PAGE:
speech and language teaching concepts for First Day Jitters in speech therapy​

Frequent Speech Sounds:

/s/ initial
/h/ initial
/ar/ medial

Themes:

back to school

Book Details:

Diverse Characters: Yes
Age Recommendation: Elementary, Late Elementary

First Day Jitters

By Julie Danneberg

Sarah Jane Hartwell has that sinking feeling in the pit of her stomach–she's nervous and doesn't want to start a new school year. She doesn't know anybody, and nobody knows her. It will be awful. She just knows it. With a little convincing from Mr. Hartwell, Sarah Jane reluctantly heads to class. Shy at first, she's quickly befriended by Mrs. Burton and reminded that everyone at school gets the jitters sometimes.

This clever back to school book can be used in speech therapy to address social/emotional issues like acceptance and making new friends. It is also great for inferencing and for targeting character analysis as well as for /s/, /h/ and /ar/ sounds! Discover more of the speech and language teaching concepts for using First Day Jitters in speech therapy below:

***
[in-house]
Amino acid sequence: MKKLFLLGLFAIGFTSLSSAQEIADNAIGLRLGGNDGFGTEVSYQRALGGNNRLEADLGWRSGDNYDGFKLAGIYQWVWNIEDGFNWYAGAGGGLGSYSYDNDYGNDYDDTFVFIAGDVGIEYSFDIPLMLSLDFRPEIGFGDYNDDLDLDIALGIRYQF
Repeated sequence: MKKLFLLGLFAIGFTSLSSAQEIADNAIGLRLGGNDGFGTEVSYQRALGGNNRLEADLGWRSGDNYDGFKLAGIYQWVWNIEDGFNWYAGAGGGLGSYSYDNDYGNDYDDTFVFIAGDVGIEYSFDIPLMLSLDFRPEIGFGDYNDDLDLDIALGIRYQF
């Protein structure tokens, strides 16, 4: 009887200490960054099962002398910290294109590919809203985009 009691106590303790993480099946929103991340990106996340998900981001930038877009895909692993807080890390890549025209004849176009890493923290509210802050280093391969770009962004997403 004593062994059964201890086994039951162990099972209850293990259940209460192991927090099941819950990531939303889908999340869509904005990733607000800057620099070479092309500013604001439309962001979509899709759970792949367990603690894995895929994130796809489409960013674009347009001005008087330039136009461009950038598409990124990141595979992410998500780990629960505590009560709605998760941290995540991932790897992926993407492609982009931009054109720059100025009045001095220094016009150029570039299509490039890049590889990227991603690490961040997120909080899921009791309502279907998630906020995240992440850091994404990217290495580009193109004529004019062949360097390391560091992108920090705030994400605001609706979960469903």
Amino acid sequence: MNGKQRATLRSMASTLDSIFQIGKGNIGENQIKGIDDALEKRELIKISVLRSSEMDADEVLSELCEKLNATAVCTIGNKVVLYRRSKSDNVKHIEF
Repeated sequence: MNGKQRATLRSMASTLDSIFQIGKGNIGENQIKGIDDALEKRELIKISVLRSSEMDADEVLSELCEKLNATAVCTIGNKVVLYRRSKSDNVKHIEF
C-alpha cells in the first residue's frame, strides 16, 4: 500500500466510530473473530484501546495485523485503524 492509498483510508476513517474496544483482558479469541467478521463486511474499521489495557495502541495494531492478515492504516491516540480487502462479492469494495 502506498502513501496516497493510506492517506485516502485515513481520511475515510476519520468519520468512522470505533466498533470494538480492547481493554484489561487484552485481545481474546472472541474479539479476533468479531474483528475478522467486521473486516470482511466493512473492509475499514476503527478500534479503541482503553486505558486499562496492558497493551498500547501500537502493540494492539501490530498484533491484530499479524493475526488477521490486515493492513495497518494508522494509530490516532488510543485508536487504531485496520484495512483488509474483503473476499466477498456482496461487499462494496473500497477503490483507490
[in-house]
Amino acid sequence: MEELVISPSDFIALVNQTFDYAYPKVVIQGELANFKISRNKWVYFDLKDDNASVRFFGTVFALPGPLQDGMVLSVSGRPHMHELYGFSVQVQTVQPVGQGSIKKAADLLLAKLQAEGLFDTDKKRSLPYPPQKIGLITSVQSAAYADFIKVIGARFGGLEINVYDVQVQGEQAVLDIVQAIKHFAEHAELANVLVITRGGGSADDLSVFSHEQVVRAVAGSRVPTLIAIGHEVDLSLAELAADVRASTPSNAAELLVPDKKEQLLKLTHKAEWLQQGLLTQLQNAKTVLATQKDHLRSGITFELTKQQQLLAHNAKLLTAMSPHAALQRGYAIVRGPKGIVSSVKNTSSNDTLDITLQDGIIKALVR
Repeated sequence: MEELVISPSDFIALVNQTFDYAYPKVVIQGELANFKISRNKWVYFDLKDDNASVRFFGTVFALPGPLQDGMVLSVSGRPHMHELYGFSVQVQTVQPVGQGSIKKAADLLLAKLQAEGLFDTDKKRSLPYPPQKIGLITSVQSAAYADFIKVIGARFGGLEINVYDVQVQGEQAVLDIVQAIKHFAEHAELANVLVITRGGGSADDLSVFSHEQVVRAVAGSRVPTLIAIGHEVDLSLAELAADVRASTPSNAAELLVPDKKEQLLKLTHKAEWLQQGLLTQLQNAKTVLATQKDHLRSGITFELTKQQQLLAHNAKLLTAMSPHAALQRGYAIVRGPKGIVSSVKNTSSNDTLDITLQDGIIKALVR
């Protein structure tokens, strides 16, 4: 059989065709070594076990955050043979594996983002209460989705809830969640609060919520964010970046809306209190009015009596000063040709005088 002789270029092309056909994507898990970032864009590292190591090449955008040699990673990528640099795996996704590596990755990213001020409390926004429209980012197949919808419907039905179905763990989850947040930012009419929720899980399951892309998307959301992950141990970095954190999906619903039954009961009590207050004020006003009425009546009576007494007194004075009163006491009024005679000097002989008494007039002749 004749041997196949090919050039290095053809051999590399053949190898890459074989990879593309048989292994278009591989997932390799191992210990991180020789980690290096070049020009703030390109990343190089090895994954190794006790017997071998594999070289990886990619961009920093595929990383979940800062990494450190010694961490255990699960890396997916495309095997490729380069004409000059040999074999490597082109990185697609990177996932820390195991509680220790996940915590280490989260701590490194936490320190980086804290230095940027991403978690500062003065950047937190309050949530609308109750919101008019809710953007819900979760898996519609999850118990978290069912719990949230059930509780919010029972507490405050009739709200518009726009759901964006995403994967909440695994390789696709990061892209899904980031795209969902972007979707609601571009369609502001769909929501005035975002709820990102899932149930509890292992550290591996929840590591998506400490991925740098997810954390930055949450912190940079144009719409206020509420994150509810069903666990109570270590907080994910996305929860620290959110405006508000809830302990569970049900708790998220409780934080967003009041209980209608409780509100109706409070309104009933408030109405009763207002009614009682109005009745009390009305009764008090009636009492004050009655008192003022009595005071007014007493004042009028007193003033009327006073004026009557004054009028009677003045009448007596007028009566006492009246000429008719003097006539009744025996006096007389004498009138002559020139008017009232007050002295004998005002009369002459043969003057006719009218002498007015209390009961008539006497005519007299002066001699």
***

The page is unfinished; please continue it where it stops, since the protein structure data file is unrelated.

Key Teaching concepts

Narrative Structure:

action sequence

Narrative Concepts:

vocabulary   
character analysis
illustration study
inferencing
social/emotional
predicting
verbs (regular past tense)
verbs (linguistic)
text features

Vocabulary:

shade, tunneled,  ​chuckled, lucky, stumble, fumble, moaned, trudged, clammy, slumped, gushed, nervous

Character Analysis:

Sarah is nervous about her first day at her new school and refuses to go at first. When she finally makes it to her classroom, she is a little more calm and can start to look on the bright side.

Social/Emotional:

Sarah learns to overcome her first day jitters and the audience learns that even teachers can be nervous too.

Grammar:

verbs (regular past tense)
verbs (linguistic)

Text Features:

dialogue

Inferencing:

Why did Sarah pull the covers over her head?
How do you think she feels about her first day at her new school?
Why did he snap up the shade?
How can Sarah hate her new school without going there yet?
Why is making new friends hard?
Why would the other kids put up signs if she is missing?
Why is Sarah complaining?
Why are her hands clammy and breathe heavy?
Why did the man point out the principal?
Why did the principal gush over Sarah?
Why do you think the kids are looking at her like that?
How do you think she felt when she finally made it to her classroom?

Predicting:

What do you think he will do to get her out of bed?
What do you think he can say to make her feel better?
Who do you think the man is?
Who do you think she is?

If you are interested in seeing other back to school books to use in therapy, then check out the Narrative Teaching Points Book List for a printable copy.